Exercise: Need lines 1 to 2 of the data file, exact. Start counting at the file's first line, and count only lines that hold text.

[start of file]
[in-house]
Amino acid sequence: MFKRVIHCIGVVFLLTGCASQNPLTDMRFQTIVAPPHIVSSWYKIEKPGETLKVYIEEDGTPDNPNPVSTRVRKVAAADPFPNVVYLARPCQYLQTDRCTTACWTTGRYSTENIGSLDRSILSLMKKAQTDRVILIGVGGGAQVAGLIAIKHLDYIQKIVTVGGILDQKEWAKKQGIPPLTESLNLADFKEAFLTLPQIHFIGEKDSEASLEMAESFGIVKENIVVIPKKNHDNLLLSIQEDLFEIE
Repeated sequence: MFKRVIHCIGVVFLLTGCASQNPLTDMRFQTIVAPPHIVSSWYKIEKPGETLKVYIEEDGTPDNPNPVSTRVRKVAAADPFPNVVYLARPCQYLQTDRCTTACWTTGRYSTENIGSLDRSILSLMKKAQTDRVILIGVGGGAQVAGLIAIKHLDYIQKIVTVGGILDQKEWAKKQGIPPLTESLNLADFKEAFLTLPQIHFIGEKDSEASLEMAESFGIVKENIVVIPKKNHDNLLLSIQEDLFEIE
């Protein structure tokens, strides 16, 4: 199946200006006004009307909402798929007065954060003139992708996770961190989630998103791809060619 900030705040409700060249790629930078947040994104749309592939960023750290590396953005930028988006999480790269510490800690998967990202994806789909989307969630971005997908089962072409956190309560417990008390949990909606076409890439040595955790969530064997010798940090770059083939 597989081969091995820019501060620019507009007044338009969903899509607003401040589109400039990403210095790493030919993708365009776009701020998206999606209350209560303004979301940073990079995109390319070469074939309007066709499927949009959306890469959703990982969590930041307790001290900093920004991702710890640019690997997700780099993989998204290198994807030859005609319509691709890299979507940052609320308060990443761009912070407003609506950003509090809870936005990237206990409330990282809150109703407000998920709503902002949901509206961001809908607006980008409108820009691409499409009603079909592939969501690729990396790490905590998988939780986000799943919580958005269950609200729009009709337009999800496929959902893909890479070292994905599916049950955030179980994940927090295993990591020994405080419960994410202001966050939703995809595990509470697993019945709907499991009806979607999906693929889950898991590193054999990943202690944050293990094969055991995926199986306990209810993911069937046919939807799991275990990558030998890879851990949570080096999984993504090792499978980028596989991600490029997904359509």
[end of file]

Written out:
[in-house]
Amino acid sequence: MFKRVIHCIGVVFLLTGCASQNPLTDMRFQTIVAPPHIVSSWYKIEKPGETLKVYIEEDGTPDNPNPVSTRVRKVAAADPFPNVVYLARPCQYLQTDRCTTACWTTGRYSTENIGSLDRSILSLMKKAQTDRVILIGVGGGAQVAGLIAIKHLDYIQKIVTVGGILDQKEWAKKQGIPPLTESLNLADFKEAFLTLPQIHFIGEKDSEASLEMAESFGIVKENIVVIPKKNHDNLLLSIQEDLFEIE